The Good Fight
Tomiwa Owolade on What We Get Wrong About Race

Tomiwa Owolade on What We Get Wrong About Race

Yascha Mounk and Tomiwa Owolade discuss what we miss when we think of race as a binary.

Tomiwa Owolade is a writer and author of the forthcoming book This is Not America: Why Black Lives in Britain Matter.

In this week’s conversation, Yascha Mounk and Tomiwa Owolade discuss how some popular forms of anti-racist thinking can obscure which groups are struggling most; how Labour MP Diane Abbott’s response to an article of Owolade’s in The Guardian led to the Labour MP’s formal censure by her party; and what Americans can learn from Britain on issues of race (and Britons from America).

The views expressed are those of the speakers, not those of Persuasion. The transcript and conversation have been condensed and lightly edited for clarity.

Yascha Mounk: Your new book, which is based on an article you originally wrote in Persuasion, is called This Is Not America. What do people get wrong when they see the whole world through the lens of America's very particular racial history in racial discourse?

Tomiwa Owolade: They lose sight of the particular racial dynamics of their own country. If they look at their own country, principally or even partly through an American perspective, in the case of the UK, what they get wrong, or what they lose sight of, is the fact that the black British population is distinctive from the black American population. So the black British population, in contrast to the black American population, is very much an immigrant community, or I should say, communities, which is something that I emphasize in my book. So rather than looking at the black British population as a singular group, or singular identity, what I tried to emphasize in my book and much of my writing is the diversity of that label itself. But I would say that it's principally an immigrant identity, and this is in stark contrast to the black American population. So the overwhelming majority of black Americans can trace their ancestry to enslaved Africans who were transported to the new world between the 17th and the 19th centuries. Whereas in the UK as of today, the overwhelming majority of black British people are either immigrants from Africa or the children of immigrants from Africa. Up until 25 or 30 years ago, the majority of black British people were black Caribbeans, people from countries like Jamaica, Trinidad and Tobago, and other Caribbean islands. But there's been a massive influx of immigration to the UK over the past 25-30 years, which has completely changed the demographic makeup of the black British population. As of today, there are twice as many black African people as there are black Caribbean people. And I don't think many people know this, even people living in the UK.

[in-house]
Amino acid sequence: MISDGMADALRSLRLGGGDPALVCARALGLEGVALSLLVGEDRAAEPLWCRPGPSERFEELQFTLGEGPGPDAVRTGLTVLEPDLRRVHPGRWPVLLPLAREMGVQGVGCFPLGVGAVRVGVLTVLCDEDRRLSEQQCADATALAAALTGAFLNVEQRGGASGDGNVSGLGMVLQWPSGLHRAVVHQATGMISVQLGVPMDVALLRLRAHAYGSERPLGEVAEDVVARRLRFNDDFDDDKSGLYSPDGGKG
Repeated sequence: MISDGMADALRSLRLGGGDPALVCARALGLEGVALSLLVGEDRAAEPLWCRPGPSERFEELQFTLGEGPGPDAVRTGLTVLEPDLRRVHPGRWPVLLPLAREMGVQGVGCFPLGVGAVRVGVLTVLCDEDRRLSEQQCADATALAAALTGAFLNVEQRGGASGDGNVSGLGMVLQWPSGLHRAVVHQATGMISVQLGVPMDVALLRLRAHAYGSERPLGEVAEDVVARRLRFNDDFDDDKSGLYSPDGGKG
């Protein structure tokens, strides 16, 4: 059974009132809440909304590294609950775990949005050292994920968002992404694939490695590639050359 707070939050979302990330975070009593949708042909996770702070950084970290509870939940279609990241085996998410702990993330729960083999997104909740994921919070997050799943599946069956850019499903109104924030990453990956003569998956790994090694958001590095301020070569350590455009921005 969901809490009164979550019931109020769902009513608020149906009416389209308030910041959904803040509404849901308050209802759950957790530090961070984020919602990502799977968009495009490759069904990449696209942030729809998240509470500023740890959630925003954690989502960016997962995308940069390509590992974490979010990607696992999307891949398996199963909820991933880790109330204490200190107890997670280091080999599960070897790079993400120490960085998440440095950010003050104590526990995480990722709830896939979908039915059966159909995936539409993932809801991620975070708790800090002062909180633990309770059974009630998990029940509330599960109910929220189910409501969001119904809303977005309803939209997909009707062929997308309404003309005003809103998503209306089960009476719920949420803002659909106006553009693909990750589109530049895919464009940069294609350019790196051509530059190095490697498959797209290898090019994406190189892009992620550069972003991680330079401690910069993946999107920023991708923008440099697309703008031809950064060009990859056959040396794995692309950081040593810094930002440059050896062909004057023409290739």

Mounk: I mean, black Americans are as American as it gets; on average, they have ancestors who've been in the country for longer than white Americans. How does it change the dynamic when a large portion of black people in the UK are relatively recent immigrants or the descendants of relatively recent immigrants? In a way, that displaces the question to a broader debate that we’re having in the West about immigration. In my last book, The Great Experiment, I've been arguing that we're overly pessimistic about the socio-economic progress of immigrants both on the right and on the left. On the right, sometimes people like to imply or say outright that these immigrants are not going to succeed because they somehow come from the wrong kinds of places, that they’re inferior; the left disagrees with that strongly but likes to emphasize racism and injustice and ends up coming to a similarly pessimistic conclusion—that these immigrants can't succeed because of how terribly unjust our societies are. 

My understanding, at least from the growing immigration groups of black people in the United Kingdom (for example, British Nigerians, which I understand is your heritage as well), is that that argument applies—they’re actually very successful, and in some cases, they may even out earn white British people at this point.